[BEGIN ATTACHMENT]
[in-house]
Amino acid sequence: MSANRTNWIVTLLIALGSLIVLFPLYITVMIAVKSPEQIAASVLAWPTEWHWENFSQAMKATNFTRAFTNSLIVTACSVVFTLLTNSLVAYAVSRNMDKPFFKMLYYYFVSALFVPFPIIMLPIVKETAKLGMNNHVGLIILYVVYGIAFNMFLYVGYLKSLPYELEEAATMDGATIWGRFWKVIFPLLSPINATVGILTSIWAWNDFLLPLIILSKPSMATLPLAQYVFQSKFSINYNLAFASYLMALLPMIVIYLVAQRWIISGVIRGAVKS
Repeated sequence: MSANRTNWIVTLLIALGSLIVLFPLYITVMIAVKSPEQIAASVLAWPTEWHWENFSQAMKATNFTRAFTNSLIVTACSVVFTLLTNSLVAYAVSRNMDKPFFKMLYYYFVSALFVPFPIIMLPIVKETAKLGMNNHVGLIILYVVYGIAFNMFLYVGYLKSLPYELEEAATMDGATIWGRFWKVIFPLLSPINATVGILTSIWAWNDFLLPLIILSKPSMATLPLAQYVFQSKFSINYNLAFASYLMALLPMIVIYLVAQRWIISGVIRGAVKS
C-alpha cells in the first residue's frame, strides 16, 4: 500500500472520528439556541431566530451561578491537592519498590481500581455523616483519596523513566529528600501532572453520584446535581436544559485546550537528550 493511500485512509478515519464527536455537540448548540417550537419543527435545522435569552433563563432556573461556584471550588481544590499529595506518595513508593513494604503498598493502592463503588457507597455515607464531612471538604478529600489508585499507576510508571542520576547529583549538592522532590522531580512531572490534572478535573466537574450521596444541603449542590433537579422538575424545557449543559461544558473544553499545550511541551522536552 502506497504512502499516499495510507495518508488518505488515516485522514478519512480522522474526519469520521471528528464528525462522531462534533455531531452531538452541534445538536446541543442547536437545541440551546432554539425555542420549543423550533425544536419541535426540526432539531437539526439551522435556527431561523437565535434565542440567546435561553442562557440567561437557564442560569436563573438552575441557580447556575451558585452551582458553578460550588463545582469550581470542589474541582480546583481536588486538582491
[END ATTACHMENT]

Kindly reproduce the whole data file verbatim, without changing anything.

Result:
[in-house]
Amino acid sequence: MSANRTNWIVTLLIALGSLIVLFPLYITVMIAVKSPEQIAASVLAWPTEWHWENFSQAMKATNFTRAFTNSLIVTACSVVFTLLTNSLVAYAVSRNMDKPFFKMLYYYFVSALFVPFPIIMLPIVKETAKLGMNNHVGLIILYVVYGIAFNMFLYVGYLKSLPYELEEAATMDGATIWGRFWKVIFPLLSPINATVGILTSIWAWNDFLLPLIILSKPSMATLPLAQYVFQSKFSINYNLAFASYLMALLPMIVIYLVAQRWIISGVIRGAVKS
Repeated sequence: MSANRTNWIVTLLIALGSLIVLFPLYITVMIAVKSPEQIAASVLAWPTEWHWENFSQAMKATNFTRAFTNSLIVTACSVVFTLLTNSLVAYAVSRNMDKPFFKMLYYYFVSALFVPFPIIMLPIVKETAKLGMNNHVGLIILYVVYGIAFNMFLYVGYLKSLPYELEEAATMDGATIWGRFWKVIFPLLSPINATVGILTSIWAWNDFLLPLIILSKPSMATLPLAQYVFQSKFSINYNLAFASYLMALLPMIVIYLVAQRWIISGVIRGAVKS
C-alpha cells in the first residue's frame, strides 16, 4: 500500500472520528439556541431566530451561578491537592519498590481500581455523616483519596523513566529528600501532572453520584446535581436544559485546550537528550 493511500485512509478515519464527536455537540448548540417550537419543527435545522435569552433563563432556573461556584471550588481544590499529595506518595513508593513494604503498598493502592463503588457507597455515607464531612471538604478529600489508585499507576510508571542520576547529583549538592522532590522531580512531572490534572478535573466537574450521596444541603449542590433537579422538575424545557449543559461544558473544553499545550511541551522536552 502506497504512502499516499495510507495518508488518505488515516485522514478519512480522522474526519469520521471528528464528525462522531462534533455531531452531538452541534445538536446541543442547536437545541440551546432554539425555542420549543423550533425544536419541535426540526432539531437539526439551522435556527431561523437565535434565542440567546435561553442562557440567561437557564442560569436563573438552575441557580447556575451558585452551582458553578460550588463545582469550581470542589474541582480546583481536588486538582491